By the end of childhood, a British child is far more likely to have a television in his bedroom than a father living at home. In large areas of the country fatherhood, other than in the rawest, most biological and inseminatory sense, is virtually unknown. I remember a young patient who replied to me, when asked what her father did for a living: "Do you mean my father at the moment?" This is infinitely sad as well as socially disastrous.
A lot of what David Cameron said to mark Fathers' Day was right, therefore; and yet, at the same time, it was deeply repellent. First there was the language he used, a mixture of undignified and condescending demotic and mid-Atlantic psychobabble. Just as Mr Blair was never Anthony, so for Mr Cameron dads are there for you (the kids), so that there comes a time when you (the kids) turn to them (the dads) and a light bulb suddenly flicks on inside your head. Psychobabble, the language of Rousseau's Confessions without the confessions, does not come much shallower than this.
This choice of language was a transparent attempt by Mr Cameron to persuade the public that he is just a normal chap – or as he would no doubt put it, guy – who happens to have found his way into 10 Downing Street, in more or less the same way I sometimes go down to the Castle Tea Rooms for my lunch.
But worse still is the sentimentality of what he had to say, closely allied as it was, to its utter complacency and ruthlessness, both express and implied. Mr Cameron told us that he would not be who or where he is today had it not been for his father. He assumed, of course, that this was a recommendation of his father's fatherhood. Whether history takes the same view remains to be seen; it might, but it might not.
I have no reason to suppose that Mr Cameron did not genuinely love and revere his father, but the political use he has now chosen to make of that love and reverence causes me to shudder in the way I shudder when a singer misses a note. There is something wrong, kitsch or ersatz about it. The photograph of Mr Cameron embracing his father while the people around them applauded has the same effect; the gesture's sincerity is called into question by the public circumstances in which it was made. An office-seeker who is prepared to parade his sentiments in public is ruthless, not sensitive.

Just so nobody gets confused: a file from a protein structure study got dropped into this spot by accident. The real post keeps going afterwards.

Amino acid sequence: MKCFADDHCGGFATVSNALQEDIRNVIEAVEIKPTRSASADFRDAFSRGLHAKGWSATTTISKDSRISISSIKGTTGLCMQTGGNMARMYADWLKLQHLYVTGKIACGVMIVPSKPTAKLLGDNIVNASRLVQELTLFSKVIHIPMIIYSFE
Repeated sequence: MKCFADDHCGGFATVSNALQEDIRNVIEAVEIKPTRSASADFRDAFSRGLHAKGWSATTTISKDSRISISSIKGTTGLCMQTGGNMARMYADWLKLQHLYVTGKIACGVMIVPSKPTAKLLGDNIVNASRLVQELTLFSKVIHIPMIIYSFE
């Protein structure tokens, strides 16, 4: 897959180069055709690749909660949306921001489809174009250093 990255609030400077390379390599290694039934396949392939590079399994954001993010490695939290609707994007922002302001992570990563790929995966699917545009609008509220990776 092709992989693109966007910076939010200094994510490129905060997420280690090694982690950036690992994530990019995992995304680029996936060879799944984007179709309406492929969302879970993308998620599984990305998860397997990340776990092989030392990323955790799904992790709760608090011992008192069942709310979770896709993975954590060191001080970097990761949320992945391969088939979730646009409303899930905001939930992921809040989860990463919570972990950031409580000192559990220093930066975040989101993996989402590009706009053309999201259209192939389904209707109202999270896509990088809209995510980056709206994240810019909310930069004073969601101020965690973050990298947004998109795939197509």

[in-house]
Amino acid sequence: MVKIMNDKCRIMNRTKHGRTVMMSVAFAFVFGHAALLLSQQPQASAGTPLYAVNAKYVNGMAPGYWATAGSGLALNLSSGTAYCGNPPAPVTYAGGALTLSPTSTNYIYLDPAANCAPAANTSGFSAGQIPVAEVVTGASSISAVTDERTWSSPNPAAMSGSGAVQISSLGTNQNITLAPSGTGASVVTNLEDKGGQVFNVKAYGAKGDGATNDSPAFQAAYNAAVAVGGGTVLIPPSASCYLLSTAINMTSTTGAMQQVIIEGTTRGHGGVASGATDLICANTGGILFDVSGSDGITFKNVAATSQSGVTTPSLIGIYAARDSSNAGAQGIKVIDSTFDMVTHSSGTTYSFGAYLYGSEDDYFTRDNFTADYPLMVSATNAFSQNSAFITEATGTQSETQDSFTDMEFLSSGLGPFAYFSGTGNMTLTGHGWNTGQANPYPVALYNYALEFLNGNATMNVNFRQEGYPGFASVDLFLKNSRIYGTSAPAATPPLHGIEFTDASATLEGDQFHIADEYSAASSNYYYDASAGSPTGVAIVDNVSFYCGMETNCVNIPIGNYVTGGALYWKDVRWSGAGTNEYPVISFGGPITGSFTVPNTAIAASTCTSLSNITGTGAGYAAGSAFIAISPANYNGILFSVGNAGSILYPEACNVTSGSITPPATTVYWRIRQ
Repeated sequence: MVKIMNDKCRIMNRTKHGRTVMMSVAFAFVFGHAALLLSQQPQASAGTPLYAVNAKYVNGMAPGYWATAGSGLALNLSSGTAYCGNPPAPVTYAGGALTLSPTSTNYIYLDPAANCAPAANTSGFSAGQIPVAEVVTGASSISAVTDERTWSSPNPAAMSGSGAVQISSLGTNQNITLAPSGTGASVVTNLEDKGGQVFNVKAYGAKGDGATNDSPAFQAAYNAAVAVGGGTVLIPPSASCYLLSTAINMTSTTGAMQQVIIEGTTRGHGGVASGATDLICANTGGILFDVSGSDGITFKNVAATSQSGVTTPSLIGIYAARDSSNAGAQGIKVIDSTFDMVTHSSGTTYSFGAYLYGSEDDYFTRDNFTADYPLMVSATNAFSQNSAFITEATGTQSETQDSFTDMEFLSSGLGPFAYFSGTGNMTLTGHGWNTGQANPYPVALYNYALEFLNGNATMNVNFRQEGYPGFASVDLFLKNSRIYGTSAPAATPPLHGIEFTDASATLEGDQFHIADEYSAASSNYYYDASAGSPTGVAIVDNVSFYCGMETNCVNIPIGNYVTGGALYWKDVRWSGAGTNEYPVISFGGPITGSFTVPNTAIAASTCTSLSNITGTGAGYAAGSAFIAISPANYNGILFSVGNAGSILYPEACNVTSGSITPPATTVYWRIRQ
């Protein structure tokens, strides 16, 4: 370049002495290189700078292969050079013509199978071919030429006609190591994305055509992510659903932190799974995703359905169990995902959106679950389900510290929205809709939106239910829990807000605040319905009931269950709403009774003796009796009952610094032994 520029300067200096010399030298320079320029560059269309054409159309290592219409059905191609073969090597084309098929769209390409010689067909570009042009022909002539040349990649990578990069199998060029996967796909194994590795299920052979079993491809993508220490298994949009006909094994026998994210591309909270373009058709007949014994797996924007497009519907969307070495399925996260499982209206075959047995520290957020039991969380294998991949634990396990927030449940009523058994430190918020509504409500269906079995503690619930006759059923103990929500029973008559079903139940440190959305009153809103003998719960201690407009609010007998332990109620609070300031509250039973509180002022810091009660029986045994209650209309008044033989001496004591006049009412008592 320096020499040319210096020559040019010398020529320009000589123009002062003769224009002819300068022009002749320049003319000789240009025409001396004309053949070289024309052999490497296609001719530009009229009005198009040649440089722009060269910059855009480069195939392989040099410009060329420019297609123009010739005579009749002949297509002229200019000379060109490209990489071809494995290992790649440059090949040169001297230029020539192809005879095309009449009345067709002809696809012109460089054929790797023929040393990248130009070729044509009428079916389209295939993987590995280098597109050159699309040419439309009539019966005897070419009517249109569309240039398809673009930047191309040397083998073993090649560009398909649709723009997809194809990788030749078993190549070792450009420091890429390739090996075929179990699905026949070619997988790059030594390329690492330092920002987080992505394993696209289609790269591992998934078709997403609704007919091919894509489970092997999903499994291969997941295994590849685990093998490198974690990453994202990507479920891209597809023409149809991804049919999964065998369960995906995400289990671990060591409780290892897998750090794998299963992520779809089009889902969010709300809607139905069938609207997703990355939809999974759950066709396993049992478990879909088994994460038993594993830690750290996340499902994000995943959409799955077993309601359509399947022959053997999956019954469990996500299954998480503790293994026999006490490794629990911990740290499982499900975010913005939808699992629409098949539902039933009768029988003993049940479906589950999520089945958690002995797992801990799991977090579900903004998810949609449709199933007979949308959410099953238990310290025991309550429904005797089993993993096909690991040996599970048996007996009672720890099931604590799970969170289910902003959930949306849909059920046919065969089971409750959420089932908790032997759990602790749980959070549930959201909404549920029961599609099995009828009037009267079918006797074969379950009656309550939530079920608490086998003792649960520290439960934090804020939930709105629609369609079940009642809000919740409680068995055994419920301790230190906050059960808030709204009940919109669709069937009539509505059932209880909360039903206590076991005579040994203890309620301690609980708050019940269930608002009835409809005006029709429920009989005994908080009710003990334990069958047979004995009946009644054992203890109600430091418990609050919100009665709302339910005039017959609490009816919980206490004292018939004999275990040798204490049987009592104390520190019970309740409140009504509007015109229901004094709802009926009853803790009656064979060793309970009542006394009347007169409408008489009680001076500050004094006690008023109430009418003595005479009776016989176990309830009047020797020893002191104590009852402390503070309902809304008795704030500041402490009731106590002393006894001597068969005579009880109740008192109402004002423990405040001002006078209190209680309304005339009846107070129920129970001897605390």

Sentimentality is frequently the reverse side of the coin of cruelty, and this was shown by Mr Cameron's call in the same article for the stigmatisation of absent fathers. It is one thing for stigma to arise spontaneously from a society's shared mores, when such stigmatisation may be for good or evil, or some mixture of both. But it is quite another when the head of a government calls for it.
Are we to have a National Stigmatisation Agency, complete with public denunciation ceremonies, to which admission could be charged? This might help to reduce our deficit, but it would be very nasty.
In resorting to the sentimental use of his own happy relations with his father, Mr Cameron was implicitly expressing contempt for the people of his own country, whom he thereby deemed incapable of grasping an argument about the desirability of fatherhood for children without the aid of Hello! magazine-type illustrations. This is to reduce our politics to the intellectual level of American tele-evangelism.
After having asked us to hug a hoodie, Mr Cameron now asks us to celebrate and embrace our responsibilities. It is surely time for Mr Cameron to get in touch with his language, and ring-fence his metaphors.
Dr Theodore Dalrymple is the author of "Spoilt Rotten: The Toxic Cult of Sentimentality" (Gibson Press)
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